“Shakespeare and the Alchemy of Gender” at the Oregon Shakespeare Festival

Shakespeare and the Alchemy of Gender

Created and performed by Lisa Wolpe
Directed by Laurie Woolery

Ashland, OR at the Oregon Shakespeare Festival March 21 – May 4, 2024

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Lisa Wolpe’s one-person performance weaves together her work to have women perform the meaty (male) Shakespeare characters with revelations from her personal background in an incredibly strong, nuanced, and broad show. I walked away from the evening admiring her as a person for her socially important efforts while also deeply appreciative of her professional talent.

Lisa Wolpe in "Shakespeare and the Alchemy of Gender". Photo by Jenny Graham.

Lisa Wolpe in “Shakespeare and the Alchemy of Gender”. Photo by Jenny Graham.

Every moment on stage has a point. The speeches from Shakespeare or from her relatives or from herself are flawlessly curated to both engage, amuse, and enlighten.

She has definite points to make – a righteous agenda. However, the mixture and delivery of the messages are so well crafted that you’re easily taken in by the surface artistry so that the deeper meaning effortlessly seeps into your mind as that scenes move along.

Lisa grabs your attention initially by mixing lines from Hamlet (“To be, or not to be…”) with a horror list of her relatives, including her father, that chose suicide. 

The show itself she dedicates to her father, Hans Wolpe. Her mother initially told Lisa that dad died when his gun went off accidently. As a young girl a friend started laughing at the improbably accident story and Lisa realized that her father killed himself. Much later in life she learned what her father did during World War II and how his eventual suicide was the result of war-time trauma. She brings us along in her learning of her father’s heroic exploits, but the pathway to knowing more about Hans is appropriately littered with emotion and uncomfortableness.

She talks about how alchemy shifts heavy matters into magical ones. In her life she shifts a female presentation to male. 

Lisa Wolpe in "Shakespeare and the Alchemy of Gender"

Lisa Wolpe in “Shakespeare and the Alchemy of Gender”. Photo by Jenny Graham.

Early on she learns that being female disadvantages you. She learns to act more like her brother to escape an abusive, alcoholic step-father. Then as a professional actor she discovers how many more lines the men in Shakespeare have then do the women. She explores her gender shifting and gets the audience to ponder how universal pandering to men really is.

So much of her life has reality bending episodes, and she shares the details so well. The story of her father’s wartime work follows an out-of-the-blue phone call from a rabbi who invites Catholic Lisa to a reunion of her Jewish Wolpe family. How she gets so many bizarre details to strengthen her coherent story is its own alchemy.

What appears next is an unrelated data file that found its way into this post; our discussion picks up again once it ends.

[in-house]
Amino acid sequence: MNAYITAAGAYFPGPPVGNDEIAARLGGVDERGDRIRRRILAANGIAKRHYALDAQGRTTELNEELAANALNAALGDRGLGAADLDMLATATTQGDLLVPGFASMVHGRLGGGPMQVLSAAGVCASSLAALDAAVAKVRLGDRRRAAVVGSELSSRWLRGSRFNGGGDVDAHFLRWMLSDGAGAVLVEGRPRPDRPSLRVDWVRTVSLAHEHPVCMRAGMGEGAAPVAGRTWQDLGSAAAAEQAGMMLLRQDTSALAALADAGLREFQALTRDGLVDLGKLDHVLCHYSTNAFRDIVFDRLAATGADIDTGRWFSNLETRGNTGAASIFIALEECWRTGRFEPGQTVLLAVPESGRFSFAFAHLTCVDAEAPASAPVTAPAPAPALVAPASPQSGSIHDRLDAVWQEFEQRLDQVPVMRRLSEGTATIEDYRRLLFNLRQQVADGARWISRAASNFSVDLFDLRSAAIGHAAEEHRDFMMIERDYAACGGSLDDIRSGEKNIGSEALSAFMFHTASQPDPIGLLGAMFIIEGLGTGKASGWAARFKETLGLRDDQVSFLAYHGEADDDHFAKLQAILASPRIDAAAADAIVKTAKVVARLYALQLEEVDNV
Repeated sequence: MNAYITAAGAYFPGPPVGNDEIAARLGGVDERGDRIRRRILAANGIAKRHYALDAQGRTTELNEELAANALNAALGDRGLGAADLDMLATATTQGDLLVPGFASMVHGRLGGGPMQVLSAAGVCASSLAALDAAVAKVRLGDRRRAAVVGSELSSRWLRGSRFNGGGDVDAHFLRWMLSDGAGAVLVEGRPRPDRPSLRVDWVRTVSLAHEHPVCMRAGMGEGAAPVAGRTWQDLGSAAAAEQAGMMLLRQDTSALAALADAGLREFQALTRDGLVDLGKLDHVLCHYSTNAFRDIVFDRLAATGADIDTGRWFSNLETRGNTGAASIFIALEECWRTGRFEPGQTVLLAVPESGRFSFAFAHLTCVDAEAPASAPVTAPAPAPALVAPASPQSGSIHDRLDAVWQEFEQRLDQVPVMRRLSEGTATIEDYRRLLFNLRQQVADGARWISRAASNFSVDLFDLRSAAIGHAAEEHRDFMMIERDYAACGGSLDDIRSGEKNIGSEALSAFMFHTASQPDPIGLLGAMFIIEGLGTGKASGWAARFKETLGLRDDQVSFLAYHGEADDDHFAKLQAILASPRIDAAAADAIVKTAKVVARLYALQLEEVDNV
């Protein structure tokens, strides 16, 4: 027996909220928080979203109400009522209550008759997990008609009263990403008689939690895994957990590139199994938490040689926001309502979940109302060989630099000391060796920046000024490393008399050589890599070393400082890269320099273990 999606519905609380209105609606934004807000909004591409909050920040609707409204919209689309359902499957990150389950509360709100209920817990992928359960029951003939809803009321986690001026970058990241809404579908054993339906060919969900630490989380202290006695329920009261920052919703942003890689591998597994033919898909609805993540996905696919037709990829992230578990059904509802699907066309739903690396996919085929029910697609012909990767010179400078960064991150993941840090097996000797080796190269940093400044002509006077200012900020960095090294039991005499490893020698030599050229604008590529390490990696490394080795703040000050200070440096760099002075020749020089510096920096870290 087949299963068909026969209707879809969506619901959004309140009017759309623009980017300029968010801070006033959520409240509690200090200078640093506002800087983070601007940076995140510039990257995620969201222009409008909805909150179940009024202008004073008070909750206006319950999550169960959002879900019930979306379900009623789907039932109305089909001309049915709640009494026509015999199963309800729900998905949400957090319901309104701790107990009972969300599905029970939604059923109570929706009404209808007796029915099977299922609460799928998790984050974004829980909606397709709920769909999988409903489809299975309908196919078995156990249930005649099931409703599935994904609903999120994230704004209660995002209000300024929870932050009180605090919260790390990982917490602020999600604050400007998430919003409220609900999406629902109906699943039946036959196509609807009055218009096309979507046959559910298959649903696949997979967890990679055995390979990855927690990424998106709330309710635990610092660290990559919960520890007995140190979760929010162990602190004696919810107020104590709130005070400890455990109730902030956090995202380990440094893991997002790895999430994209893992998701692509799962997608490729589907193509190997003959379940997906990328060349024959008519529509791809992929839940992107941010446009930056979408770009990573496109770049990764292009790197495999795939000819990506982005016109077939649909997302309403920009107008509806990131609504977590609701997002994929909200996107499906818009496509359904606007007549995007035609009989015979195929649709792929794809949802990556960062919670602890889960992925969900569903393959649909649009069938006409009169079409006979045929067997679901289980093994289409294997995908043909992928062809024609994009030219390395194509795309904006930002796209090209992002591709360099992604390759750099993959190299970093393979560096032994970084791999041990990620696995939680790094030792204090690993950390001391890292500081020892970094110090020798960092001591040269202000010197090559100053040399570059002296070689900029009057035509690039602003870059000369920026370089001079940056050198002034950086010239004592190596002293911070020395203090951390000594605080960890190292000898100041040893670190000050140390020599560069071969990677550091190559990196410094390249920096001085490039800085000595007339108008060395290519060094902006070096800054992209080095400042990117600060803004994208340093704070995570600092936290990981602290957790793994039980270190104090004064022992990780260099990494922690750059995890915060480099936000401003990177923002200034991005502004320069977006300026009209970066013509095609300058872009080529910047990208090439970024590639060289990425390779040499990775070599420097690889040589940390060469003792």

Throughout the 90-minute show Lisa blends the delivery of Tony-worthy Shakespeare monologues with comments directly to you in the audience. One of my favorite shifts between character and conversationalist was after her delivery of a Richard III monologue. She gave a lengthy Richard speech about his intent to molest (mmmm…. marry) a 13-year-old. She walked around the stage with a limp and crippled arm and snarly tone. When the speech was done, she spent a moment on stage shaking herself, straightening her crippled limb and gradually starting to smile engagingly at the crowd.

Lisa Wolpe in "Shakespeare and the Alchemy of Gender". Photo by Jenny Graham.

Lisa Wolpe in “Shakespeare and the Alchemy of Gender”. Photo by Jenny Graham.

You are entertained, you are educated, you are given STUFF to think about. The show is polished, professional, and complete. You honor her and her father and family with a standing ovation.

Then, if you stay, Lisa comes back onstage for a 15-minute Q&A session where you can ask her anything. Her consistency, honesty, and seeming spontaneity are terrific add-ons to the show.

This performance with personal details blended with gender truths is a remarkable event to experience.  Lisa definitely rates   5 out of 5 Syntaxes

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2 Responses to “Shakespeare and the Alchemy of Gender” at the Oregon Shakespeare Festival

  1. Lisa Wolpe says:

    What a lovely writeup! If you can possibly correct the spelling of my last name to Wolpe I would be very grateful! xoLisa

    • Galen Workman says:

      I am very sorry for the initial misspelling (“Volpe”). I blame my childhood in Massachusetts with Governor Volpe for the deed.
      I have corrected it.

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